The speaker did not give a talk so much on physics but rather on his personal experiences up through physics grad school at the University of Oregon, many years ago. His father was a famous physicist, but he was more interested in math as a young boy, especially number theory. He majored in math at Stanford, and then started working on a degree in theoretical particle physics at Berkeley. But he found the work being done there "ugly" and way above his abilities. Moreover, this was during the Vietnam War, and the politics on campus back then was too intense for him, although he was sympathetic. He ended up transferring to the UO physics department, where he at least found the atmosphere much more laid back. But he still found theoretical physics to be too hard for him, and too "ugly" (too many unjustified assumptions motivated merely by flimsy mathematical justifications). At one point he was so disgusted with his field that he quit. He ended up doing theoretical solid state physics, even though he had originally felt like this was little more than engineering. To cut to the chase, he started his talk recounting some experimental mathematics he did while still a teenager, using what was then Stanford's only computer. And he connected in telling part of his life story, he ended up coming full circle to explain how his earlier interests as a boy connected to a significant paper he published towards the end of his graduate career. This paper concerned how the energy bands of crystals in a magnetic field depend on the strength of that field. A graph summarizing his results has been reproduced many times on the covers of solid state physics texts and physics journals, making him a kind of physics celebrity. What he discovered is known as the Hofstadter Butterfly and his name is Douglas Hofstadter.
This was a fascinating talk, not only because his experiences mirrored mine (and probably many of yours) to some extent, but also because he wrote the PulitzerPrize winning book GĂ¶del, Escher, Bach, which came out and I ready while studying math in college. But he did not talk about his book, at least not directly, but rather about many of his failures proceeding his subsequent success with the book, become a professor of cognitive science, publishing other books, and succeeding Martin Gardner as the mathematics columnist for Scientific American. But afterwards I asked him about GEB, as the introduction to the book explains that he wrote a first version of the book while still a grad student at UO. It was a passion of love for him, but one that he saw was interfering with getting a doctorate, which he felt he needed to do in order to have a membership card into academia. So for a time he found ways to forbid himself from working on the book. (He would reduce his small food allowance for every hour he worked on the book, which could easily have led him to starvation.) Subsequently, he totally rewrote the book to be in the form that was published, but that is all sequel to the "failed" period of life he was describing.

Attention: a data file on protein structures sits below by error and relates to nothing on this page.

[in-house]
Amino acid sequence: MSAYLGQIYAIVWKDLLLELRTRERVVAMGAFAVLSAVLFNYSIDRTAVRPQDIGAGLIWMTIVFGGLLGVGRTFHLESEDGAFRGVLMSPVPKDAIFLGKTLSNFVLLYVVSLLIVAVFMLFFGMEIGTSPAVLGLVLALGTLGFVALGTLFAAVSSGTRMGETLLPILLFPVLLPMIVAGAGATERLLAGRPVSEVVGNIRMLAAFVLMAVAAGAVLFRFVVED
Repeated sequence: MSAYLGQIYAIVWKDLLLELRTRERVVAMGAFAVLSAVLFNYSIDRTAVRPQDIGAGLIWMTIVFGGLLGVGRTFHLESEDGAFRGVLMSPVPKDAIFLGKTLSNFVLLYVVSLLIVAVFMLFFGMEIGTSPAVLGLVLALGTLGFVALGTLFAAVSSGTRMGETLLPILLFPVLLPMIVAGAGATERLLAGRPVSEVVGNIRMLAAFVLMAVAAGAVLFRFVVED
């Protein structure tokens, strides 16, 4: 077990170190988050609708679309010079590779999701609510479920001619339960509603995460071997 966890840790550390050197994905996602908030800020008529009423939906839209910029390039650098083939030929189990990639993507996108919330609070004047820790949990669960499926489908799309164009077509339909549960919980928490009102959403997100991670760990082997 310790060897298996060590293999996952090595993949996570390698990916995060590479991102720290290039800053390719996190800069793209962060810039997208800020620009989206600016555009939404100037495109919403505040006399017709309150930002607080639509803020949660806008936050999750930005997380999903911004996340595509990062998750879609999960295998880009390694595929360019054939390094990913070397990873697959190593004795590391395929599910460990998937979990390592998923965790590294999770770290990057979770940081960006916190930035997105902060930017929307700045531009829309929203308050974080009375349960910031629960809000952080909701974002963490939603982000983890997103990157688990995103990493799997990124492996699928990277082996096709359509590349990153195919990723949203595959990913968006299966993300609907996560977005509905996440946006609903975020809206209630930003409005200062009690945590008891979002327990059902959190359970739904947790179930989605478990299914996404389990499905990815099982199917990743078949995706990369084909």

If there was a moral to his talk  it certainly wasn't about any deep physical or mathematical principles  it was about how luck plays an important role in life, perhaps as much as innate ability, skill and hard work.
Thursday, February 03, 2011
Douglas Hofstader at UO
A former physicist I went to grad school with, who now lives in Eugene, writes about a talk given by Doug Hofstader yesterday. Unfortunately I missed the talk, although I read Hofstader's autobiographical I am a Strange Loop a few years ago. Godel, Escher, Bach made a big impression on me in high school. I actually considered going into AI, until I discovered there was no there there ;)
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1 comment:
I saw him last year at Uppsala University in Sweden, where the talk was all about language and translation. The UO lecture sounds more interesting.
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